Cannabis Networking Tips, Tricks and Post-COVID Forecast

Prior to the COVID-19 pandemic, the fundamental rule to cannabis networking was “show up.” That meant going to a variety of events to offer yourself the chance to interact with like-minded enthusiasts as well as the people helping shape the burgeoning market.

That has all gone away, for now, thanks to the pandemic. A virtual replacement fills the market, offering a solution of some sort, to a community that thrived off interaction more than most others. With a new normal in place, what is to come in a post-COVID-19 cannabis community?

To get a grip on the present and a forecast for the future, PotGuide spoke to several professionals in cannabis staffing, marketing and public relations to gauge how a person can get their name out in the space while void of its in-person community.

Cannabis Networking Before COVID-19

The marijuana industry offered a plethora of networking opportunities prior to the pandemic. Virtually all the standard networking avenues were available, as were some that only an in-demand market like cannabis has to offer.

Jess Moran, founder and principal of PR firm JessCo, detailed how conferences and events often incorporated social media into the fold. Beyond the typical networking opportunities at dinners, expos and conferences lie even more industry-specific opportunities. “Joining well-known organizations and attending their meetings and events to network was also a great networking tactic,” explained Moran.

A bustling cannabis convention

Attending cannabis events used to be the key to networking.

More unique events existed as well. “Infused networking dinners pre-COVID were also very popular and a great way to network with the cannabis community,” Moran noted. Despite its ample opportunities, cannabis events were forced to shutter like all others.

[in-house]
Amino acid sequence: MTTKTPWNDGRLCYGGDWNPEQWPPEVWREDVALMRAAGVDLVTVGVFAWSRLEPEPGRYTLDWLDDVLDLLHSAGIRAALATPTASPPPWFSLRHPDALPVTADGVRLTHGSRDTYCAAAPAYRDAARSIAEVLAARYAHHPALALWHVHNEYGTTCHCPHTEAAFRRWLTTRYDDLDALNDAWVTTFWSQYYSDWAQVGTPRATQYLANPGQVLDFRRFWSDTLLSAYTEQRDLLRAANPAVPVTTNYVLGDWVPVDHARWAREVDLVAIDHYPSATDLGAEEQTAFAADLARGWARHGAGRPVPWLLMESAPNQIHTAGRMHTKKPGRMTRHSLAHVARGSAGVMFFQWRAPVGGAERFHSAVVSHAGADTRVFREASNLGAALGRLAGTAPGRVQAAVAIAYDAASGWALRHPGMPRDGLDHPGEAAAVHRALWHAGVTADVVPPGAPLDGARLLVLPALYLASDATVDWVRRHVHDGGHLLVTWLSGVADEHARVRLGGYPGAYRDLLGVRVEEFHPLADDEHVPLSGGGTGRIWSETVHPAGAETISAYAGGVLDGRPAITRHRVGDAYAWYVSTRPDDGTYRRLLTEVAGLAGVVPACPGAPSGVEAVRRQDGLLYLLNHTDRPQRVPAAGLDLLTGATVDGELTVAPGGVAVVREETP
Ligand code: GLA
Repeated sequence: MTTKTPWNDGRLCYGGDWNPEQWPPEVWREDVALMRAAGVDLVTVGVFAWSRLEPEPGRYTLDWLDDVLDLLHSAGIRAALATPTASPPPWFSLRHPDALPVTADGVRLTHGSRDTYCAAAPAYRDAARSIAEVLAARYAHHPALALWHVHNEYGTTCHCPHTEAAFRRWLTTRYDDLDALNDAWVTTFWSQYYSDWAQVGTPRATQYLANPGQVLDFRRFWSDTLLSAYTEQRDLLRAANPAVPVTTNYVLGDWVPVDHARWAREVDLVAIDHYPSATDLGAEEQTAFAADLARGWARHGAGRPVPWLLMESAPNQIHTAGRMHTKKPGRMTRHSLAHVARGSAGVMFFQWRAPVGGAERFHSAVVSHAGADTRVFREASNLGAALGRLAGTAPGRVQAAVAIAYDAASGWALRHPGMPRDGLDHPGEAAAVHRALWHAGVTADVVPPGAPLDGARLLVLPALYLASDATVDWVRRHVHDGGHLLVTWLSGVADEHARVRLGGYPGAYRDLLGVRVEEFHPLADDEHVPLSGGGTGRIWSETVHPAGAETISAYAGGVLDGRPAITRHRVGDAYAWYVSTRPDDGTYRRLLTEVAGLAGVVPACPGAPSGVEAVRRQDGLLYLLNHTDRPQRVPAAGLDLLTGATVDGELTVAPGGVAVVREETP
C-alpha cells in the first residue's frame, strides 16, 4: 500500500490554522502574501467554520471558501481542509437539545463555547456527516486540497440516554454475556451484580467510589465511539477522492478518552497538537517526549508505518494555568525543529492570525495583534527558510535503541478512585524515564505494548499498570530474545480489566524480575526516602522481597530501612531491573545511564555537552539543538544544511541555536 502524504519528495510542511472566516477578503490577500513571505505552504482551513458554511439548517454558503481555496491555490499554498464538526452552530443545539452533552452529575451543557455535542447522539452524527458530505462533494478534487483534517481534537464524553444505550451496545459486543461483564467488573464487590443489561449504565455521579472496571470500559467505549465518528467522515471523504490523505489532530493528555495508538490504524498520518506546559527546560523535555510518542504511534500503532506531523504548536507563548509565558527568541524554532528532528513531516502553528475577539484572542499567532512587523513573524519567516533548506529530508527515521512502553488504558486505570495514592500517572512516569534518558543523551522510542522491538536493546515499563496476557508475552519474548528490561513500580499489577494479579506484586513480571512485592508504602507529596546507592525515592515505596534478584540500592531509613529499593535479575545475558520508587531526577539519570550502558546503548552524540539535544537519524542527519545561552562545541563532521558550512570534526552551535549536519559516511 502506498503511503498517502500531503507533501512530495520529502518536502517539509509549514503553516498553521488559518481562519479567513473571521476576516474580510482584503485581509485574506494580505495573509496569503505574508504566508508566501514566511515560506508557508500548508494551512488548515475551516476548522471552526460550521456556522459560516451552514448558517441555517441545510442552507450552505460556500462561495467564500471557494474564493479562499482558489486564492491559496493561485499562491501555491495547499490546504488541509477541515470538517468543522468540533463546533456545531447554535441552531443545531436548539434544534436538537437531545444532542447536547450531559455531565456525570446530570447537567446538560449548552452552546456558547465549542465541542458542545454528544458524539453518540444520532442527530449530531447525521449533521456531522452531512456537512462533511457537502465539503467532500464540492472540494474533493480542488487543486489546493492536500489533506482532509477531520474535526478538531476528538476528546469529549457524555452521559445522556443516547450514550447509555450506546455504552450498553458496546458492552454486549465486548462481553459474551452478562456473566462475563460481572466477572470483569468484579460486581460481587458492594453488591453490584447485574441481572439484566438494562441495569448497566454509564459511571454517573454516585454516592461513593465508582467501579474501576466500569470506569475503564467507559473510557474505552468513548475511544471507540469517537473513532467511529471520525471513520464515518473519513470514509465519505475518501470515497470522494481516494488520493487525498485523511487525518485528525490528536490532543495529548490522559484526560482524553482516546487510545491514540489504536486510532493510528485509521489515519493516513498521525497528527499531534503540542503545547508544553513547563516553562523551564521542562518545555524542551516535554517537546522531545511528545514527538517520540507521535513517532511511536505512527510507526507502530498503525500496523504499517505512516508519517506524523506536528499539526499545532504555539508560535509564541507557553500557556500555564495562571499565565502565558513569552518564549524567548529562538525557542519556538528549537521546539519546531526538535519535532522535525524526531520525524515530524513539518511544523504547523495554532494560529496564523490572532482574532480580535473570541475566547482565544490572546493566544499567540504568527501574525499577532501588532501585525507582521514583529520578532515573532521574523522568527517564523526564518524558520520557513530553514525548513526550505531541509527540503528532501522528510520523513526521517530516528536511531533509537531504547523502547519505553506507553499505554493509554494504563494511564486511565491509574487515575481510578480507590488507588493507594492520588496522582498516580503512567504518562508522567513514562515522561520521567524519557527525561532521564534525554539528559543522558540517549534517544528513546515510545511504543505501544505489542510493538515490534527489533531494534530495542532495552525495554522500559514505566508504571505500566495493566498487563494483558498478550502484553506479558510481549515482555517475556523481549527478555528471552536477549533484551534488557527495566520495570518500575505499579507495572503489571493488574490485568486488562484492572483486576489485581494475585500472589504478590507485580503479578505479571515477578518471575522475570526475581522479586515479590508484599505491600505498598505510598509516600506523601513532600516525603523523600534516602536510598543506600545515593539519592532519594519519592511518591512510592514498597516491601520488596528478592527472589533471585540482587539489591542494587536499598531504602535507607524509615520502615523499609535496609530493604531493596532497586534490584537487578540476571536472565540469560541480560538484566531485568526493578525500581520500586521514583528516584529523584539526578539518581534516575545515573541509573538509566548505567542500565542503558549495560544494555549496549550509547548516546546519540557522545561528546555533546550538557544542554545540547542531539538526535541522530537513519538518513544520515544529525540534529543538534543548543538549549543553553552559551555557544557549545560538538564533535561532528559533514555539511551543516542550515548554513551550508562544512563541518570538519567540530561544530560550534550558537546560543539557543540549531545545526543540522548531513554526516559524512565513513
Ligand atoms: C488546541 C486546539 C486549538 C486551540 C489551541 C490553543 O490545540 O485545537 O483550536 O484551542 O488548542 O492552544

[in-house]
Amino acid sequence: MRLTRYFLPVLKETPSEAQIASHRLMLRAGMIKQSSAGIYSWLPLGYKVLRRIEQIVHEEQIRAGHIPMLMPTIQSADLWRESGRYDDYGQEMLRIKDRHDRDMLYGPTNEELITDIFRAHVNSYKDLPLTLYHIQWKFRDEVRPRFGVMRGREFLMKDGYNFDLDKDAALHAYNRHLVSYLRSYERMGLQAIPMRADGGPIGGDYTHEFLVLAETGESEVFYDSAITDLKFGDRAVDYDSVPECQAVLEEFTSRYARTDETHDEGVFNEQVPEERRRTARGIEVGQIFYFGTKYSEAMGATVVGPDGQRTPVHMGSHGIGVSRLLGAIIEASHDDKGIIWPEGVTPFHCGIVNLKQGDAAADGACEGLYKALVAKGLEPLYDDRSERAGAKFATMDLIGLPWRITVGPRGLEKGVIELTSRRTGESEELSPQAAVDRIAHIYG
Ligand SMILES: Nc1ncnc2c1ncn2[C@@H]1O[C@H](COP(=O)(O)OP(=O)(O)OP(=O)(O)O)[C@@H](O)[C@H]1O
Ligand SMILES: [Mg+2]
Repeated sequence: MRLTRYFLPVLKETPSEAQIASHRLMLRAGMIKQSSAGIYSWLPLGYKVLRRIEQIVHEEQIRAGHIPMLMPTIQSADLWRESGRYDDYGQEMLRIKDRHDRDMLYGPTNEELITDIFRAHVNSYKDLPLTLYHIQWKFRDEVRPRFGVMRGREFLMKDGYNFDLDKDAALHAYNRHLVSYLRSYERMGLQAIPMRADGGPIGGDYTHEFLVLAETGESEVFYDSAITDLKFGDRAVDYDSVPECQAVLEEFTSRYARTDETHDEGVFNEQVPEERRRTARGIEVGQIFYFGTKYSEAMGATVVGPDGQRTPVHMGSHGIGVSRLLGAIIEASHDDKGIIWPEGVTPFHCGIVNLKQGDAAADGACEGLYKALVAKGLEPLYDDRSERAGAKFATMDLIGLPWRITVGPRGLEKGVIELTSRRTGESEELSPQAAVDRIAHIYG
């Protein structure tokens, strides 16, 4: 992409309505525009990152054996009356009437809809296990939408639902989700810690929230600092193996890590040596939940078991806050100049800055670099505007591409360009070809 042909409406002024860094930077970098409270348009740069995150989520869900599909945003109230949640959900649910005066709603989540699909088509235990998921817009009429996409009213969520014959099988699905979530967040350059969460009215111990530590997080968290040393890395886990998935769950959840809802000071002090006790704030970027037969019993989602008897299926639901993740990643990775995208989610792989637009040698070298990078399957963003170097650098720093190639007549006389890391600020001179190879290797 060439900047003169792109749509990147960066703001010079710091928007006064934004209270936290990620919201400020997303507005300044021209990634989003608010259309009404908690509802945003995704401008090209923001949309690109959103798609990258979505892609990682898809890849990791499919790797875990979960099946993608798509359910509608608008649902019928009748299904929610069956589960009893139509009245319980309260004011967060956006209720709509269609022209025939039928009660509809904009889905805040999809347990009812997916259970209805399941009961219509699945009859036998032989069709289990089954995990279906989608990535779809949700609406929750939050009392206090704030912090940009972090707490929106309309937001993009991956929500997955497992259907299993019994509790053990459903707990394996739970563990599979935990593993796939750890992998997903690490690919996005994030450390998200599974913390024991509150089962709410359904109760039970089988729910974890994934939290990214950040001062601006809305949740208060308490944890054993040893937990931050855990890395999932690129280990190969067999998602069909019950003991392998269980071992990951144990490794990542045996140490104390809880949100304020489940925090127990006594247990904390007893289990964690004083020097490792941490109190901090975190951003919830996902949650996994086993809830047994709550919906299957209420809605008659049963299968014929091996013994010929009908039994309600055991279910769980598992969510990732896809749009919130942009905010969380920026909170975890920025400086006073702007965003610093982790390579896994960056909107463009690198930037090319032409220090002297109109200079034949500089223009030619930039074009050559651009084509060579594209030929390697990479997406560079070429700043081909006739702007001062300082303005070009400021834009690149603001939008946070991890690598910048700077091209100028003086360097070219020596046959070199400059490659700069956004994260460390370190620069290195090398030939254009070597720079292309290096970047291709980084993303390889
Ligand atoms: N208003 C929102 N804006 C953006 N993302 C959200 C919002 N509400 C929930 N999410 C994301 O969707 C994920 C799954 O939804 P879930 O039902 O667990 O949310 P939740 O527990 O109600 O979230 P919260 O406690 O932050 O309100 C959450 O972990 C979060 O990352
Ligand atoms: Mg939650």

“The normal routes for networking pre-COVID included in-person meetings and networking events,” said FlowerHire CEO David Belsky. He explained that the particular sector was quick to feel the effects of the pandemic. “With the push for safe distancing, these have since vanished. Conferences have either been canceled entirely or have been moved to a virtual setting.”

Marijuana Industry Networking in an All-Digital Environment

A community that turned into an industry founded upon close quarters connections and sharing is now digital. How does it respond? According to most cannabis professionals, there are two rather broad avenues to explore.

“We were already living in a digital world prior to COVID,” said Mike Mejer, founder and CEO of Green Lane Communication. He added, “Now with COVID, it’s more important…to start working on your online presence and personal brand.”

Mejer elaborated on the importance of having an online profile. “I encourage all of us to fine tune our social media profiles so that when someone sees our profiles for the very first time, they know exactly who we are, what we do, and why we do it.”

Zoom call with a lot of people on it

Online zoom events are the new norm for the cannabis industry. photo credit

Like Flip Croft-Caderao, co-founder of CBD brand Goodekind, others are doubling down on the importance of social media. “An effective strategy would be to give yourself a daily goal of comments and DMs and try to hit it every day,” said Croft-Caderao, who prioritizes LinkedIn, Instagram, Twitter and Facebook in that order.